Impermanence is one of the key teachings of the Buddha. Mindfulness of impermanence is fundamental to Buddhist insight meditation.

It is also like a "door way" to understand, suffering and non-self.

Impermanence is something that looks so "obvious" but yet sometimes it is very hard to see.

All conditioned things (sankaras) are impermanent. If something is impermanent, it is subject to change, and therefore is suffering (non-satisfactory). If something is impermanent, suffering and subject to change is it wise to call it me, mine and myself?

The correct answer is, NO.

BUT do we realize this as a direct knowledge? Or is it merely a logical argument that makes sense?

If NOT how do we contemplate to arrive at this as a direct knowledge?


1. May be we can start with a stanza.

"With these flowers I venerate the Buddha,
By this merit may I gain liberation.
As these flowers fade and wither
So will this body be destroyed"

This is a common stanza Buddhists recite mindfully when offering flowers to Buddha. This may be a good way of reflecting on impermanence in your daily practice.

2. There are two similes in the suttas (my favorites) that you can read and contemplate (mindfully reflect upon):

(i) Simile of the burning oil lamp
"Just as when the oil in a burning oil lamp is inconstant & subject to change, its wick is inconstant & subject to change, its flame is inconstant & subject to change, its light is inconstant & subject to change. If someone were to say, 'The oil in that burning oil lamp is inconstant & subject to change, its wick is inconstant & subject to change, its flame is inconstant & subject to change, but as for its light, that is constant, everlasting, eternal, & not subject to change': would he be speaking rightly?"
"No, venerable sir. Why is that? Because the oil in that burning oil lamp is inconstant & subject to change, its wick is inconstant & subject to change, its flame is inconstant & subject to change, so how much more should its light be inconstant & subject to change."

(ii) Simile of the tree
"Just as when the root of a great, standing tree — possessed of heartwood — is inconstant & subject to change, its trunk is inconstant & subject to change, its branches & foliage are inconstant & subject to change, its shadow is inconstant & subject to change. If someone were to say, 'The root of that great, standing tree — possessed of heartwood — is inconstant & subject to change, its trunk is inconstant & subject to change, its branches & foliage are inconstant & subject to change, but as for its shadow, that is constant, everlasting, eternal, & not subject to change': would he be speaking rightly?"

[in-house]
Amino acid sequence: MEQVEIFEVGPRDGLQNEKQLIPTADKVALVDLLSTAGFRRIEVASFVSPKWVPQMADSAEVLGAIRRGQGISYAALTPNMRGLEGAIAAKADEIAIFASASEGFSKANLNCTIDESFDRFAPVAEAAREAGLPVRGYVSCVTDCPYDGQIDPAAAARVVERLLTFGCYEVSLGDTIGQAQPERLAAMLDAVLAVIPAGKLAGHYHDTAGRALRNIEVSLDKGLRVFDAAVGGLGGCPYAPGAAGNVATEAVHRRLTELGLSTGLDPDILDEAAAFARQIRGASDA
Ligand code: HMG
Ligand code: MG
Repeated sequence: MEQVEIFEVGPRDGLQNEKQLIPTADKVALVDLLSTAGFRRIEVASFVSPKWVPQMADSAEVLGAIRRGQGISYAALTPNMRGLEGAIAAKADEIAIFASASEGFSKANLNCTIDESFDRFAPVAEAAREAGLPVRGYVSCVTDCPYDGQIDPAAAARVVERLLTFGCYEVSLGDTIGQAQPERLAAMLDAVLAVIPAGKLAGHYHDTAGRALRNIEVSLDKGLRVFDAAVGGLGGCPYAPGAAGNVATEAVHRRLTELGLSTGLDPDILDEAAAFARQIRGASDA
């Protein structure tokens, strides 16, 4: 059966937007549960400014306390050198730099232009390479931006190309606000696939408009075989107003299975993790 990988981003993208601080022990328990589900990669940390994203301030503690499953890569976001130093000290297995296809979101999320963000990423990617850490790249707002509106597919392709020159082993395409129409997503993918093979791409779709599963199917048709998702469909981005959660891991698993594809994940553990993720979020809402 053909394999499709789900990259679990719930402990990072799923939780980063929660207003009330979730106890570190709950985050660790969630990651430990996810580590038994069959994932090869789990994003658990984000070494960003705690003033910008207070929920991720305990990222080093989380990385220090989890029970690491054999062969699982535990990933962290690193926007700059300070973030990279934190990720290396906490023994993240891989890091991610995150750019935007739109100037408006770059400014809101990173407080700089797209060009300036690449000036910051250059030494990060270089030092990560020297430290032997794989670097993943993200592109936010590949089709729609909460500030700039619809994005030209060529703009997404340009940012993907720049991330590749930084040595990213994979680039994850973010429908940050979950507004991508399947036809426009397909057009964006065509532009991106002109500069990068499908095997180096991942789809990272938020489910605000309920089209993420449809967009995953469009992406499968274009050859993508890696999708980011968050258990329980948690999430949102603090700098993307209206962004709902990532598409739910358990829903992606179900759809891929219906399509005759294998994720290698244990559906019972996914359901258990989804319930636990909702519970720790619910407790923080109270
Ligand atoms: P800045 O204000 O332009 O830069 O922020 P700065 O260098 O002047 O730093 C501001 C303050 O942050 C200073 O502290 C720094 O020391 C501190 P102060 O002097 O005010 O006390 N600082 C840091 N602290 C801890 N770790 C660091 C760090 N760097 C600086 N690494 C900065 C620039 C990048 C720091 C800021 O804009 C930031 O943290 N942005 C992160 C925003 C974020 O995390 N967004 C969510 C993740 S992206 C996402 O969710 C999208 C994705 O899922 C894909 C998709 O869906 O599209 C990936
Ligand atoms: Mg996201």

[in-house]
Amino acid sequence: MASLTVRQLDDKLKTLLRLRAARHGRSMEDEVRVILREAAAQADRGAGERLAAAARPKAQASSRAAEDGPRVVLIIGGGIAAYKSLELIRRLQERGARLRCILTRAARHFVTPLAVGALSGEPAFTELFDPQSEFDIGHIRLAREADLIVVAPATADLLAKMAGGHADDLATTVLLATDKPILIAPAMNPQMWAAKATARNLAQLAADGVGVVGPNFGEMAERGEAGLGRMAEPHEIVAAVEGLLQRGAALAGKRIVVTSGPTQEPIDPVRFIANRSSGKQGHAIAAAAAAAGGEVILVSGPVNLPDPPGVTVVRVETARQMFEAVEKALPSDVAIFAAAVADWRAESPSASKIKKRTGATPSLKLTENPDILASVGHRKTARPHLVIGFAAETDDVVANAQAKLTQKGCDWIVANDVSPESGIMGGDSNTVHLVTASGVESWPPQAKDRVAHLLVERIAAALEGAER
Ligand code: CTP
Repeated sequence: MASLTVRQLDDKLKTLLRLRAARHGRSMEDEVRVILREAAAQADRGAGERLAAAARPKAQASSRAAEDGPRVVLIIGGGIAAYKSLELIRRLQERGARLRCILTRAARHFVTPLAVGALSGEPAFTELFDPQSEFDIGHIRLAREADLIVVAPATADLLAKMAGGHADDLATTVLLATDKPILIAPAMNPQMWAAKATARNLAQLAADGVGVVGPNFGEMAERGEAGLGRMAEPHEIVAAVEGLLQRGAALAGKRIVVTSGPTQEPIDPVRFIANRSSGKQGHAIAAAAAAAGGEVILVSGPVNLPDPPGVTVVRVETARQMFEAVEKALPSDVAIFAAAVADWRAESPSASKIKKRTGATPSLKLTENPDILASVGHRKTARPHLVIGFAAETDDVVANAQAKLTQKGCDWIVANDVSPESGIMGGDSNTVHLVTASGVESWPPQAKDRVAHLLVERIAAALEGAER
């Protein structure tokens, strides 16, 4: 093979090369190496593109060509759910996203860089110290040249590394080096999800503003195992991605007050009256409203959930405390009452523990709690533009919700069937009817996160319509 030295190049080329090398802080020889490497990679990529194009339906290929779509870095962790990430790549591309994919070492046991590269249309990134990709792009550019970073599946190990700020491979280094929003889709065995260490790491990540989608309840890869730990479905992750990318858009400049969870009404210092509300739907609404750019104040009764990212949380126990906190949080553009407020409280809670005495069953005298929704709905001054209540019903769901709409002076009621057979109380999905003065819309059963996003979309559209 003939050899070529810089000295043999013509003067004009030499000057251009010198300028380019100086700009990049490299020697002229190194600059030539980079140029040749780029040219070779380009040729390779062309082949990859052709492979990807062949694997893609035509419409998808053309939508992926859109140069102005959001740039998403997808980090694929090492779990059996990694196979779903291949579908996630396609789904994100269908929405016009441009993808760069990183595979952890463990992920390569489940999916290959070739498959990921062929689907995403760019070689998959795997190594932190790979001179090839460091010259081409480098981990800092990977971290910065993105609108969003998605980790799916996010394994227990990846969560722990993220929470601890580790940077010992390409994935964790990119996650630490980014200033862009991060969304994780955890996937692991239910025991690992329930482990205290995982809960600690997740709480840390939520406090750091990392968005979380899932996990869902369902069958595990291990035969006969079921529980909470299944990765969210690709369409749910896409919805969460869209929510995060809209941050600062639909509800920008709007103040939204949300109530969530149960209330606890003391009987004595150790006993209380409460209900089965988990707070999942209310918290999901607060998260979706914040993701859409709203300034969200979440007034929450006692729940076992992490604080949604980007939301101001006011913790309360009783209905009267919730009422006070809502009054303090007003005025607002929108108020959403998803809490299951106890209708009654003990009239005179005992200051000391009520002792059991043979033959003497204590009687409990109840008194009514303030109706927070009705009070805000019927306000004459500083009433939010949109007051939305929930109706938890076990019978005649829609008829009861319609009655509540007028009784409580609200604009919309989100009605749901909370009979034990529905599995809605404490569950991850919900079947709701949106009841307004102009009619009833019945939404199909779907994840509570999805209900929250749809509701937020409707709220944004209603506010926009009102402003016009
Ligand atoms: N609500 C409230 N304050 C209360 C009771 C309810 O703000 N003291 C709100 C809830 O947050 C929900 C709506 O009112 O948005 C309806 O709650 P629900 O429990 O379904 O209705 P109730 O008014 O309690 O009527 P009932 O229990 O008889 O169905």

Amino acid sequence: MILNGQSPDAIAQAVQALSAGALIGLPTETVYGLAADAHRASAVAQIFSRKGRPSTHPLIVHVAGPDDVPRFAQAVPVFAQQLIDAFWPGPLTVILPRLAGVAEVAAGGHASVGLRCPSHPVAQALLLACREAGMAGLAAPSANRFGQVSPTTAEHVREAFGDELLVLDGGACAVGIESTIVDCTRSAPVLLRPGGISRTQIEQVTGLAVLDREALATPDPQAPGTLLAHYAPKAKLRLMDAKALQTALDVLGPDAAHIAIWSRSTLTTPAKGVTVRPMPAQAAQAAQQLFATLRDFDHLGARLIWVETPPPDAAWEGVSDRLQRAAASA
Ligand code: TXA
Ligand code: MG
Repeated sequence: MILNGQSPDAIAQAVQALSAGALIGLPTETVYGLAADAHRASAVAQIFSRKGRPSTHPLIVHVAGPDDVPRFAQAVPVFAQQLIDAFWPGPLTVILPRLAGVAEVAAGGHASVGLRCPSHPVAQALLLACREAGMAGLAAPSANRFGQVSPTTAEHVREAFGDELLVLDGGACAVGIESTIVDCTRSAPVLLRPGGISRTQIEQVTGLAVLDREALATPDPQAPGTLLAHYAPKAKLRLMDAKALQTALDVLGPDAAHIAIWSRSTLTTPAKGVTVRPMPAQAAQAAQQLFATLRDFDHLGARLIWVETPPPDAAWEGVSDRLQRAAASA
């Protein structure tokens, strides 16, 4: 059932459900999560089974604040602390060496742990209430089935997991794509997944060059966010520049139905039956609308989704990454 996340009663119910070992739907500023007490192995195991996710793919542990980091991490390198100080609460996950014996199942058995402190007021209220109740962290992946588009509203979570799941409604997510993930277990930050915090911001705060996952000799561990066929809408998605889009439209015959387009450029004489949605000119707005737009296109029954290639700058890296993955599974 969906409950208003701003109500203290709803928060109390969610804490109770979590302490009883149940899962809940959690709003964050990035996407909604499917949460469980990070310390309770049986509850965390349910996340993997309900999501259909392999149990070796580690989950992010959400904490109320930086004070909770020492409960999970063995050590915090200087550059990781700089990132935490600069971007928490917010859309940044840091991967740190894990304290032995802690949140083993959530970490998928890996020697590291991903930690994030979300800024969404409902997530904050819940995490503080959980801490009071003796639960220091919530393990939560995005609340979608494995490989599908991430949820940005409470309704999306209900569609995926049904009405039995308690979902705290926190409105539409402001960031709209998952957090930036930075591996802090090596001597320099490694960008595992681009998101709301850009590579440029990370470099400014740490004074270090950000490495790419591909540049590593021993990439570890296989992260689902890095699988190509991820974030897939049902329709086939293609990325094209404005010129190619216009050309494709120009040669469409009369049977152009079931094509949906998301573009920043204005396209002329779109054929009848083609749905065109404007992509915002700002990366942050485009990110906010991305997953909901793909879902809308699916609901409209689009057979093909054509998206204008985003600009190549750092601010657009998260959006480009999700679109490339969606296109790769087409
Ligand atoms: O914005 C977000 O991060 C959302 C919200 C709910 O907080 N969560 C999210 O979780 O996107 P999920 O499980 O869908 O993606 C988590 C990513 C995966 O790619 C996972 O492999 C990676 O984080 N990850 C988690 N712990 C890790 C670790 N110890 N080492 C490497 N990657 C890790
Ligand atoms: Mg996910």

"No, venerable sir. Why is that? Because the root of that great, standing tree — possessed of heartwood — is inconstant & subject to change, its trunk is inconstant & subject to change, its branches & foliage are inconstant & subject to change, so how much more should its shadow be inconstant & subject to change."

"In the same way, sisters, if someone were to say, 'My six external media are inconstant, but what I experience based on the six internal media — pleasure, pain, or neither pleasure nor pain — that is constant, everlasting, eternal, & not subject to change': would he be speaking rightly?"
"No, venerable sir. Why is that? Because each feeling arises dependent on its corresponding condition. With the cessation of its corresponding condition, it ceases."
- Nandakovada Sutta
http://www.accesstoinsight.org/tipitaka/mn/mn.146.than.html

3. How about impermanence as a subject of meditation ?

"And what, Ananda, is contemplation of impermanence? Herein, Ananda, a monk having gone to the forest or to the foot of a tree or to an empty house (lonely place) contemplates thus: 'Matter (visible objects) is impermanent; feeling or sensation is impermanent; perception is impermanent; formations are impermanent; consciousness is impermanent. Thus he dwells contemplating impermanence in these five aggregates.' This, Ananda, is called contemplation of impermanence.
-Girimananda Sutta-Discourse to Girimananda Thera

http://www.accesstoinsight.org/tipitaka/an/an10/an10.060.piya.html

4. How about applying it to situations in day to day normal life?

I am sure we all can see lot of examples of these everyday, if you really are mindful enough. This is likely the most practical way to reflect upon this subject, which you may already have contemplated through the practice of insight meditation (above). This will help you further to make it as your own (direct) knowledge.

Please all your comments and thoughts on this subject.

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THIS IS THE MAIN PHENOMENAL OF BUDDHISM KNOWLEDGE AND INTERDEPENDENCE !!!
'permanence' is a meaningless grunt. Thus impermanence is a meaningless grunt. pay attention.

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